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Your input into the Tic Parade will provide valuable insights for parents of children with Tourette, adults with Tourette in addition to health professionals treating persons with Tourette.

The Tic Parade is a library or encyclopedia of Tourette tics in which each tic is described by the person who experiences or observes that tic.

Some tics are preceded by an urge or sensation in the affected muscle group, commonly called a premonitory urge. Some with TS will describe a need to complete a tic in a certain way or a certain number of times in order to relieve the urge or decrease the sensation.

By providing insights into what is observed as well as what is experienced might help the person with the disorder as well as those living with the person cope and know how to deal with their tics.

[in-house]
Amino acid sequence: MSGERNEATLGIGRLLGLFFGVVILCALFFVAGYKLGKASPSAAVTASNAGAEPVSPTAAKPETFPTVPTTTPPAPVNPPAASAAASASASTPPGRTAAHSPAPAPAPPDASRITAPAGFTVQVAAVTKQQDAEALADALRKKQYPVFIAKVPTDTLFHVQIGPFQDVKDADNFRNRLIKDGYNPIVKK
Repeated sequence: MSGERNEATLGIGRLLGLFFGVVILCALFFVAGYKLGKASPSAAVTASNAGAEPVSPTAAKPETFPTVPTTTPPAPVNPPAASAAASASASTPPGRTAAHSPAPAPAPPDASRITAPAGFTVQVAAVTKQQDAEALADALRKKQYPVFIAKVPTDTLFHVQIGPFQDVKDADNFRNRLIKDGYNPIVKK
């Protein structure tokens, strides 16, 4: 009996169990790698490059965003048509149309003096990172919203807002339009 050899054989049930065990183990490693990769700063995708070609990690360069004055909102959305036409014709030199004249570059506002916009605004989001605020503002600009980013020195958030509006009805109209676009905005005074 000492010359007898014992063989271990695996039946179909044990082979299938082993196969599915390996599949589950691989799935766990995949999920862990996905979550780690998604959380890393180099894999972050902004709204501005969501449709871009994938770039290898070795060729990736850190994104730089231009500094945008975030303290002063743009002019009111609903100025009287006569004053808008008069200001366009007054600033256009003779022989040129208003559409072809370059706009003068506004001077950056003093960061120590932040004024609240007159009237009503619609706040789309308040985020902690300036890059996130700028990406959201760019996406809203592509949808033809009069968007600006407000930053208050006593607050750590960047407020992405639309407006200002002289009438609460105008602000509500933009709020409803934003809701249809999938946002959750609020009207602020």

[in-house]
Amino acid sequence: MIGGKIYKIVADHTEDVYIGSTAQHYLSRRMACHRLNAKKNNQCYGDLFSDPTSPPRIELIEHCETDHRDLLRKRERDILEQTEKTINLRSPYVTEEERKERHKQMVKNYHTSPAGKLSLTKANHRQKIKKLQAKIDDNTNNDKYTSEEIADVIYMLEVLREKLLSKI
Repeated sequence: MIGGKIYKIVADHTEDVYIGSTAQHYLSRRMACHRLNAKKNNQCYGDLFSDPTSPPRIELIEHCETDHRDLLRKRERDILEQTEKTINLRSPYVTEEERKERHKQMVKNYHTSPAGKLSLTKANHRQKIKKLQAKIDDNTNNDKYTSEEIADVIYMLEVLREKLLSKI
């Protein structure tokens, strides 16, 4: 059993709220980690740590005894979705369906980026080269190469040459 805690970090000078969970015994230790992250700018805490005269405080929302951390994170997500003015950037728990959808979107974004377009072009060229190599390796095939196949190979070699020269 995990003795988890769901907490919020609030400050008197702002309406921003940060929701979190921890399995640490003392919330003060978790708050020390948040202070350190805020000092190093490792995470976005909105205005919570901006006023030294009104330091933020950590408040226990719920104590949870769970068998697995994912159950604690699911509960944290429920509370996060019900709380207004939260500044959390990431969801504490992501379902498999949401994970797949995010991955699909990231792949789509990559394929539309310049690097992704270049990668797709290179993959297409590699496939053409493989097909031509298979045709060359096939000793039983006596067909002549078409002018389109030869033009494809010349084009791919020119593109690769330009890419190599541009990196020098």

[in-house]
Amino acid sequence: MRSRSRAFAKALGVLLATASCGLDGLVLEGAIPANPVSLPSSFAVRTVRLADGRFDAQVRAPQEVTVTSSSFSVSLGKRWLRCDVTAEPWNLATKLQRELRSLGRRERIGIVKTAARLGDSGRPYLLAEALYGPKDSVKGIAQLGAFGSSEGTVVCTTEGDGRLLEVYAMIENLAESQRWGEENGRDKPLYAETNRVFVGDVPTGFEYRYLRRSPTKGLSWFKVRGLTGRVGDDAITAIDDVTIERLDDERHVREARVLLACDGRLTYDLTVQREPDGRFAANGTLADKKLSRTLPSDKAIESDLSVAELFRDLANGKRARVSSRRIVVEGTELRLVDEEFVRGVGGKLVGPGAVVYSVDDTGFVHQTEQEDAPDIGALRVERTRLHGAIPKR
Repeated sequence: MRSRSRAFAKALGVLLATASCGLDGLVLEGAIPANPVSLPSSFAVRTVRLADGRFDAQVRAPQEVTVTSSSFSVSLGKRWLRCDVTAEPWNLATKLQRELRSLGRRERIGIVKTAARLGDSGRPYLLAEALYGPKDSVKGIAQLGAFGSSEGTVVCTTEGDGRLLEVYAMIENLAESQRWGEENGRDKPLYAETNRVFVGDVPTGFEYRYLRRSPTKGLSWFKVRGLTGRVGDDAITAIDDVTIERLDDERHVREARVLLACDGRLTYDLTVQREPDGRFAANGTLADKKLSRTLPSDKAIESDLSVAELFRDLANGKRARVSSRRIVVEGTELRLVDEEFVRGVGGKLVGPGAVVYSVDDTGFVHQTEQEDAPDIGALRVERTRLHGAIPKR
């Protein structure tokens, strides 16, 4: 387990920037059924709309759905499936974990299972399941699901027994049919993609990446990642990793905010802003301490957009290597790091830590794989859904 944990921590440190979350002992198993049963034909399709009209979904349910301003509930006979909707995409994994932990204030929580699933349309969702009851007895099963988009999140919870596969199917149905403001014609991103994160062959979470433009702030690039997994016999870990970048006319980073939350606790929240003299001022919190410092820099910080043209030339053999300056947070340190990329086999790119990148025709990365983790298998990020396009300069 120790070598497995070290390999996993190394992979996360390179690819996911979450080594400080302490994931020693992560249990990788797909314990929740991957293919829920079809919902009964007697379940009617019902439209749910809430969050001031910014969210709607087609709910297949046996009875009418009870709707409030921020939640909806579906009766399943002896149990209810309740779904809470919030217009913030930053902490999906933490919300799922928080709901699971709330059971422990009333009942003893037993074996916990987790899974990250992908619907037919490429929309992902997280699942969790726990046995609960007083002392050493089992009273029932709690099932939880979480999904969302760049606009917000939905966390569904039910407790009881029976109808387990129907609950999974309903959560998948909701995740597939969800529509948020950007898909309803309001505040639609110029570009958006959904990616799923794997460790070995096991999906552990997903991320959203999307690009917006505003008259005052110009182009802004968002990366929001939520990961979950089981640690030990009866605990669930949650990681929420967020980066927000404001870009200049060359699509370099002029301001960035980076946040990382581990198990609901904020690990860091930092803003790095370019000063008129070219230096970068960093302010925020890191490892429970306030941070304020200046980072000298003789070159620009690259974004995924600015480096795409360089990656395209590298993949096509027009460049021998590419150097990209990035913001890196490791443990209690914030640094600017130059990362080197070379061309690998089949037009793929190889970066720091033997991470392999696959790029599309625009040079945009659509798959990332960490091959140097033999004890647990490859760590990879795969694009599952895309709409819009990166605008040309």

When posting the description of the tic you wish to discuss, go to the appropriate Forum section Head and Neck, Torso, Limbs or Vocal and title your message with one or two words that describe the tic.

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  • Finger Flicking
  • Head Twisting
  • Shoulder Rolling
  • Choking Sounds
  • Abdomen Twitch


When discussing coprolalia, please use common sense in describing the nature of the words or terms being used. Although some latitude will be allowed in the use of the actual word or term, any exaggerated or flagrant use of profanity on the Forum will not be tolerated and postings will be removed.

Coprolalia - Involuntary utterances of obscene or inappropriate statements or words

See also Overview of Tourette Tics
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Not sure how to describe this tic

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  • Not sure how to describe this tic

    My son is 9 and has something new - he said he's not sure it's a tic because it doesn't 'feel' like his others but he has to do it which leads me to believe it is a tic. Not sure if my explanation will make sense but I'll try my best.